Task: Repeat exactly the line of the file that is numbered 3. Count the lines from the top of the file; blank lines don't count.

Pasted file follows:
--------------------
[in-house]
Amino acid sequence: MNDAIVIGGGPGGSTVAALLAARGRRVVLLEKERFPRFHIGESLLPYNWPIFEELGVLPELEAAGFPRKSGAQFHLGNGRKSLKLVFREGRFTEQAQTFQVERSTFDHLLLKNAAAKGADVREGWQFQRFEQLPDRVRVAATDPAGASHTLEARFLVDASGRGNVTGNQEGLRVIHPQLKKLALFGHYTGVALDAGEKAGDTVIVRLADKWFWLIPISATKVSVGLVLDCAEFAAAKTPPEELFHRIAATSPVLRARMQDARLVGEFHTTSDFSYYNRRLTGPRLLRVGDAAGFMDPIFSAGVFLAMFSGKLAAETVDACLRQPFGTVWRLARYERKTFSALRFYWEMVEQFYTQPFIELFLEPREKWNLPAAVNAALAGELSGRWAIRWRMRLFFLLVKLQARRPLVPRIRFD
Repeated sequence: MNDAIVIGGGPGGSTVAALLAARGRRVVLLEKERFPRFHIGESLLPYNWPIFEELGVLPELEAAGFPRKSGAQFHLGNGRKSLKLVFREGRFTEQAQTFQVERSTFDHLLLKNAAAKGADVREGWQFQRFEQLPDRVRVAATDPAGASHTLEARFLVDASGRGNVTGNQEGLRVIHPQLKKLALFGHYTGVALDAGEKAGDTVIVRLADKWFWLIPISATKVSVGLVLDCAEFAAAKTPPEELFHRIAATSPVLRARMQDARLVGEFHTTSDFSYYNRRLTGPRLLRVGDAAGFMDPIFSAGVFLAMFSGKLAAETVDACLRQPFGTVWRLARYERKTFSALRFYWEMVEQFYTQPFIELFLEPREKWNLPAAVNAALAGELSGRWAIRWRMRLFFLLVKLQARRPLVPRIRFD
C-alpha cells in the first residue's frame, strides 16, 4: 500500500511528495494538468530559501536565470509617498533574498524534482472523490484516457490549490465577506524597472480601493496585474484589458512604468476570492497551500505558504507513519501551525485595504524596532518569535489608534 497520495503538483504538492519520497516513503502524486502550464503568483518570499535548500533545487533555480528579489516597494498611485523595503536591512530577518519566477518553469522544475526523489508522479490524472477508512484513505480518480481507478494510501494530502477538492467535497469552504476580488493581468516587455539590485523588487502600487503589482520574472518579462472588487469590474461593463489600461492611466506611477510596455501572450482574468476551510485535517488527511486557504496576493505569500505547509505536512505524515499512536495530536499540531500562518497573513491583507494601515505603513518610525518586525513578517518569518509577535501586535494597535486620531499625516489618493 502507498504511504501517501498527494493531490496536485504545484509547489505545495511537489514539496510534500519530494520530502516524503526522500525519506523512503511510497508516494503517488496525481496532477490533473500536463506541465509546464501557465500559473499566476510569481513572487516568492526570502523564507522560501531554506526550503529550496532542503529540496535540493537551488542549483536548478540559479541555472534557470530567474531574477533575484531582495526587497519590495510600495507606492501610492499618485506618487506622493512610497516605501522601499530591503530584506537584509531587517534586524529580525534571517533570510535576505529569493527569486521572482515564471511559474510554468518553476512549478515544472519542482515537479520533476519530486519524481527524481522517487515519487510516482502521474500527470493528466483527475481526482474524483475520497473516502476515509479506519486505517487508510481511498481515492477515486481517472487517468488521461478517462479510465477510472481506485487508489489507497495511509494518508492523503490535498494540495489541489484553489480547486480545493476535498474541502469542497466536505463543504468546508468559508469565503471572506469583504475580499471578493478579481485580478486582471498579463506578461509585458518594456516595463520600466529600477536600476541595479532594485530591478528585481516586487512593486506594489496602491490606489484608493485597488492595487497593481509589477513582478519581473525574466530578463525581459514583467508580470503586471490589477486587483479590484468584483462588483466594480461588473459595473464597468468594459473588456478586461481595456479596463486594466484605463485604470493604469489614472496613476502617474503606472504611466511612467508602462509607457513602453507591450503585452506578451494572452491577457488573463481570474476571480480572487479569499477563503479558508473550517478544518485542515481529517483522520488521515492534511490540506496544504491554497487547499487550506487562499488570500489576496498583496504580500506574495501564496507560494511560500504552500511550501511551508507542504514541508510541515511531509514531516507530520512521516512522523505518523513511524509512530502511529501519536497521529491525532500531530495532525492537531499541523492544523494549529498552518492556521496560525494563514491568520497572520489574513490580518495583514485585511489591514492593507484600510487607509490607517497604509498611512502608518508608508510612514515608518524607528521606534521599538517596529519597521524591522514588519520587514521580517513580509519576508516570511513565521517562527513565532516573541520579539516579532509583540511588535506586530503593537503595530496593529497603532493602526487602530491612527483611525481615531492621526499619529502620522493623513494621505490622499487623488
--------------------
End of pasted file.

Repeated sequence: MNDAIVIGGGPGGSTVAALLAARGRRVVLLEKERFPRFHIGESLLPYNWPIFEELGVLPELEAAGFPRKSGAQFHLGNGRKSLKLVFREGRFTEQAQTFQVERSTFDHLLLKNAAAKGADVREGWQFQRFEQLPDRVRVAATDPAGASHTLEARFLVDASGRGNVTGNQEGLRVIHPQLKKLALFGHYTGVALDAGEKAGDTVIVRLADKWFWLIPISATKVSVGLVLDCAEFAAAKTPPEELFHRIAATSPVLRARMQDARLVGEFHTTSDFSYYNRRLTGPRLLRVGDAAGFMDPIFSAGVFLAMFSGKLAAETVDACLRQPFGTVWRLARYERKTFSALRFYWEMVEQFYTQPFIELFLEPREKWNLPAAVNAALAGELSGRWAIRWRMRLFFLLVKLQARRPLVPRIRFD